In a recent study published in the journal Nature Microbiology, researchers assess the role of the live-attenuated vaccine (LAV) sCPD9 in inducing systemic and mucosal immunity against severe acute respiratory syndrome coronavirus 2 (SARS-CoV-2) variants.
Study: Live-attenuated vaccine sCPD9 elicits superior mucosal and systemic immunity to SARS-CoV-2 variants in hamsters. Image Credit: TopMicrobialStock / Shutterstock.com
Coronavirus disease 2019 (COVID-19) vaccines, currently administered through the intramuscular route, effectively stimulate the production of neutralizing antibodies, effector and central memory T-cells, germinal center B-cells, long-lived plasma cells, and nasal-resident CD8+ T-cells. The intramuscular route has lower efficacy in promoting long-lasting mucosal immunoglobulin A (IgA) and IgG responses, as well as pulmonary tissue-resident memory cell responses.
Notably, mucosal antibodies are important in reducing viral infectivity and transmission at the site of entry. Tissue-resident memory cells have faster recall responses and can recognize cognate antigens earlier due to their local positioning.
About the study
In the present study, researchers compare the immune responses and preclinical efficacy of the Pfizer-BioNTech BNT162b2 messenger ribonucleic acid (mRNA) COVID-19 vaccine, adenovirus-vectored spike vaccine Ad2-spike, and LAV sCPD9 in Syrian hamsters.
The efficiency and mechanism of action of the evaluated vaccines were evaluated in a heterologous SARS-CoV-2 Delta variant challenge condition. To this end, Syrian hamsters received one vaccine dose and were exposed to the SARS-CoV-2 Delta variant 21 days after vaccination to evaluate its effectiveness. Hamsters were administered two vaccine doses 21 days apart and were later infected with the virus 14 days after booster administration.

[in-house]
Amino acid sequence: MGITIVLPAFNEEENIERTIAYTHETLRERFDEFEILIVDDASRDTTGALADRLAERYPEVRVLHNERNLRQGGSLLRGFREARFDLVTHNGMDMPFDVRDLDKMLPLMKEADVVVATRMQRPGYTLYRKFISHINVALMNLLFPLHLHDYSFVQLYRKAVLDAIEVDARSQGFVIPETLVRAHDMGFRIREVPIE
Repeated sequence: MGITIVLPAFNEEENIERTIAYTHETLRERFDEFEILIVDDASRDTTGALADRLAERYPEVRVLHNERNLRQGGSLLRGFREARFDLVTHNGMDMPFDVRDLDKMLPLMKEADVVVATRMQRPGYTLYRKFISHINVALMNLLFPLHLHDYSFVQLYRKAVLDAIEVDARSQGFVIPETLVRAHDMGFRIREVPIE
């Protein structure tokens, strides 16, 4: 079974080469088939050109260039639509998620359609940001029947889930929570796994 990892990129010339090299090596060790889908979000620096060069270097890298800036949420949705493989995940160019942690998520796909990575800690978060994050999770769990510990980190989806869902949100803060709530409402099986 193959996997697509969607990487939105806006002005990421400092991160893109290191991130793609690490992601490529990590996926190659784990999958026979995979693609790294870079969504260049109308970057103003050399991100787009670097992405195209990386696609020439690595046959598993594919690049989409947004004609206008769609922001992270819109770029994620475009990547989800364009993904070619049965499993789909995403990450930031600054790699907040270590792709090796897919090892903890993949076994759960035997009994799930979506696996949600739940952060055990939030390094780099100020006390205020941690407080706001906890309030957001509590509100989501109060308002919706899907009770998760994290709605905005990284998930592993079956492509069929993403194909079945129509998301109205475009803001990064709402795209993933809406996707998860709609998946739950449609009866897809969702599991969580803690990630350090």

Histopathology was used to examine challenged hamsters and determine any lung damage caused by infection. Single-cell RNA sequencing (scRNA-seq) was performed on lung specimens to establish a correlation between inflammation levels and cellular responses.
The humoral responses of hamsters were assessed by analyzing their sera collected before and after vaccination and determining their neutralizing ability against SARS-CoV-2 variants at different time points.
All vaccinations protected hamsters from weight loss induced by SARS-CoV-2 infection. However, the vaccines did not provide complete protection against SARS-CoV-2 Delta infection after a single dose, as viral RNA was still present in the respiratory tract. The sCPD9 vaccine was the only tested vaccine that successfully reduced replicating viral titers to undetectable levels within two days post-challenge (dpc).
The overall efficacy of the SARS-CoV-2 vaccine was enhanced through prime-boost vaccination. Despite a significant reduction after prime-boost vaccination, all groups exhibited detectable viral RNA in oropharyngeal specimens and lungs. Nevertheless, sCPD9-based vaccination was more effective in decreasing viral RNA levels.